It’s been a big wake-up call. I’m 63, I’ve known these guys for 30 years, some of them. And, you kind of get estranged from them. You don’t want it to be personal, but these people that I didn’t really know, you know what I mean? I thought I knew them, but when I read what they write every day, they’re unhinged. And I don’t see how they’re ever going to come back to the Republican party, and if they think they can impeach or get rid of Trump and they’re gonna save the Republican party, they don’t realize that Trump is the … he’s consequence, he’s not a catalyst. He’s a reflection of a new movement. Of people who were sick of them. And they can’t win without that core. Blue state, blue wall group. And they’re never gonna get it back with John Kasich or John McCain or any of those people.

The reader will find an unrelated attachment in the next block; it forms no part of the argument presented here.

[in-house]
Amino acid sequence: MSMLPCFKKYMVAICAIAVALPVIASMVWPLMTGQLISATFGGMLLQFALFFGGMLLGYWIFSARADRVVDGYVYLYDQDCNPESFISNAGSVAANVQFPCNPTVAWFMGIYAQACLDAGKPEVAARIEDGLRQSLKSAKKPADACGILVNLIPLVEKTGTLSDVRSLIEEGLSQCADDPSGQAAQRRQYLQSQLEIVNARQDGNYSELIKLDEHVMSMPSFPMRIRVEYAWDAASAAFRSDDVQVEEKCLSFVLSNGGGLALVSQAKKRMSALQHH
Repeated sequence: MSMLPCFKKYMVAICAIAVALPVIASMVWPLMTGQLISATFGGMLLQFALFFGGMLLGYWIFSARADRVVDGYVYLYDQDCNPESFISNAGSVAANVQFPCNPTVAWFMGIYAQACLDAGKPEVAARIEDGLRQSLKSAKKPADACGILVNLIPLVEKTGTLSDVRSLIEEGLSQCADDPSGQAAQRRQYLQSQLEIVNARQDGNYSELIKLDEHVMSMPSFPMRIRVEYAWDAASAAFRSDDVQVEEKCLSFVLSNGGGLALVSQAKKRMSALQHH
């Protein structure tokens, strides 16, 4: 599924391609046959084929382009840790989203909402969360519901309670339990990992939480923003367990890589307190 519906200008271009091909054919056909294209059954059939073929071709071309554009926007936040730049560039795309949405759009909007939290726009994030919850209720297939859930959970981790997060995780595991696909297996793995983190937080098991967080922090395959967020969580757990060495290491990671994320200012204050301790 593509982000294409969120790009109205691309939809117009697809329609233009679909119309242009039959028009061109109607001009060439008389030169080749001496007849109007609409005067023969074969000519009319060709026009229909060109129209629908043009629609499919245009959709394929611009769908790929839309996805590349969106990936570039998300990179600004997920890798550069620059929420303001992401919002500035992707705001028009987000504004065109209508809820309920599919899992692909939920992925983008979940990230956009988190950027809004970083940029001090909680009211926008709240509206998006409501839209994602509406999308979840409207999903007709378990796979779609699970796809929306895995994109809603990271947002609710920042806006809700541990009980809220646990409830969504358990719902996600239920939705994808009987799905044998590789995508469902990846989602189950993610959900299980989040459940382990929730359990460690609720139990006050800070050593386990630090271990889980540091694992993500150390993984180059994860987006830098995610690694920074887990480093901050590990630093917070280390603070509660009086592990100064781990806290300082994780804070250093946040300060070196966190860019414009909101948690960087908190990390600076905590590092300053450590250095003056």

Leibsohn: Yeah, I think they’re missing it. And I think they’re missing a movement they were part and parcel of, more importantly. And sadly, I think they’re missing America. They’re missing something big in this country. They’re missing this country, what’s going on in it.
Hanson: Yeah, I think so. They have a visceral either dislike of people in rural Ohio or the San Joaquin Valley or . . .
Leibsohn: It’s a terribly sad thing to say. What else could one conclude? Victor, I wanted to be sensitive to your time, and thank you for coming on.
Hanson: Thank you for having me.
Leibsohn: So quickly, really appreciate all your work and you’ve got a real star. I’ve worked with her for years and years. In your research assistant, Megan Ring. She’s just great. I wanted to do a shout-out to her. I’ve worked with her for a number of years. You’ve . . .
Hanson: She’s very good.
Leibsohn: You’ve got great people, Victor.
Hanson: Thank you.
Leibsohn: And you are good people. Thank you for joining us.
Hanson: OK. element_content=””]